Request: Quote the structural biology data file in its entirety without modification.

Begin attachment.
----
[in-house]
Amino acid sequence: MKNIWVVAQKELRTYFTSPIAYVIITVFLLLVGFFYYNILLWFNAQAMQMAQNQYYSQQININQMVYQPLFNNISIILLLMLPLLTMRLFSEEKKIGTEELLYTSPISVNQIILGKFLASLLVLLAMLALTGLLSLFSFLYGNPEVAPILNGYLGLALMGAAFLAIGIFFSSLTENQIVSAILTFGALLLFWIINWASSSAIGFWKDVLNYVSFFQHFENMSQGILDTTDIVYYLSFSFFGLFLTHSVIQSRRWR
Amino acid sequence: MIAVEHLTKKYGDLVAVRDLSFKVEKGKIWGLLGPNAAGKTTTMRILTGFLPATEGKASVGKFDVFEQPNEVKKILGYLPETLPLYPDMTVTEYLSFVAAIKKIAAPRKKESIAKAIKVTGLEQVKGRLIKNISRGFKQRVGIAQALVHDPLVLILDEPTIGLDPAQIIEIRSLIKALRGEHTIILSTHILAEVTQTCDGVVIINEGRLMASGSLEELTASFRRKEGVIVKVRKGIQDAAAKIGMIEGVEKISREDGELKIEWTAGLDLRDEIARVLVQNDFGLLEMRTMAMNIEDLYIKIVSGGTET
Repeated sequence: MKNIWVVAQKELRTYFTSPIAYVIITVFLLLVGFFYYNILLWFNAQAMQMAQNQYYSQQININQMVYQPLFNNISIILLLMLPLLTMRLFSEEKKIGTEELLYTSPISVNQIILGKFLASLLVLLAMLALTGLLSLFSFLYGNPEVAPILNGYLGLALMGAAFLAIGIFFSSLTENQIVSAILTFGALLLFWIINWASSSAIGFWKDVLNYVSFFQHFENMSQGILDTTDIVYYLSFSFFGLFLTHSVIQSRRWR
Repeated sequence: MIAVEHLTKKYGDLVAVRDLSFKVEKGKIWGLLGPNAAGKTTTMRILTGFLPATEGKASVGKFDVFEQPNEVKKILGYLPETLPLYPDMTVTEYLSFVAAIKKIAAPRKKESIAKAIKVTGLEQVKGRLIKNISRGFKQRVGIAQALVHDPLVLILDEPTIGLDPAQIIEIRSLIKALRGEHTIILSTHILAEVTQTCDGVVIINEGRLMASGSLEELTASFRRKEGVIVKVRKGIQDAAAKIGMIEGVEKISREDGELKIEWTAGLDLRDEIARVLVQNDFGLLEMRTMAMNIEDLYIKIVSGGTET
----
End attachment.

[in-house]
Amino acid sequence: MKNIWVVAQKELRTYFTSPIAYVIITVFLLLVGFFYYNILLWFNAQAMQMAQNQYYSQQININQMVYQPLFNNISIILLLMLPLLTMRLFSEEKKIGTEELLYTSPISVNQIILGKFLASLLVLLAMLALTGLLSLFSFLYGNPEVAPILNGYLGLALMGAAFLAIGIFFSSLTENQIVSAILTFGALLLFWIINWASSSAIGFWKDVLNYVSFFQHFENMSQGILDTTDIVYYLSFSFFGLFLTHSVIQSRRWR
Amino acid sequence: MIAVEHLTKKYGDLVAVRDLSFKVEKGKIWGLLGPNAAGKTTTMRILTGFLPATEGKASVGKFDVFEQPNEVKKILGYLPETLPLYPDMTVTEYLSFVAAIKKIAAPRKKESIAKAIKVTGLEQVKGRLIKNISRGFKQRVGIAQALVHDPLVLILDEPTIGLDPAQIIEIRSLIKALRGEHTIILSTHILAEVTQTCDGVVIINEGRLMASGSLEELTASFRRKEGVIVKVRKGIQDAAAKIGMIEGVEKISREDGELKIEWTAGLDLRDEIARVLVQNDFGLLEMRTMAMNIEDLYIKIVSGGTET
Repeated sequence: MKNIWVVAQKELRTYFTSPIAYVIITVFLLLVGFFYYNILLWFNAQAMQMAQNQYYSQQININQMVYQPLFNNISIILLLMLPLLTMRLFSEEKKIGTEELLYTSPISVNQIILGKFLASLLVLLAMLALTGLLSLFSFLYGNPEVAPILNGYLGLALMGAAFLAIGIFFSSLTENQIVSAILTFGALLLFWIINWASSSAIGFWKDVLNYVSFFQHFENMSQGILDTTDIVYYLSFSFFGLFLTHSVIQSRRWR
Repeated sequence: MIAVEHLTKKYGDLVAVRDLSFKVEKGKIWGLLGPNAAGKTTTMRILTGFLPATEGKASVGKFDVFEQPNEVKKILGYLPETLPLYPDMTVTEYLSFVAAIKKIAAPRKKESIAKAIKVTGLEQVKGRLIKNISRGFKQRVGIAQALVHDPLVLILDEPTIGLDPAQIIEIRSLIKALRGEHTIILSTHILAEVTQTCDGVVIINEGRLMASGSLEELTASFRRKEGVIVKVRKGIQDAAAKIGMIEGVEKISREDGELKIEWTAGLDLRDEIARVLVQNDFGLLEMRTMAMNIEDLYIKIVSGGTET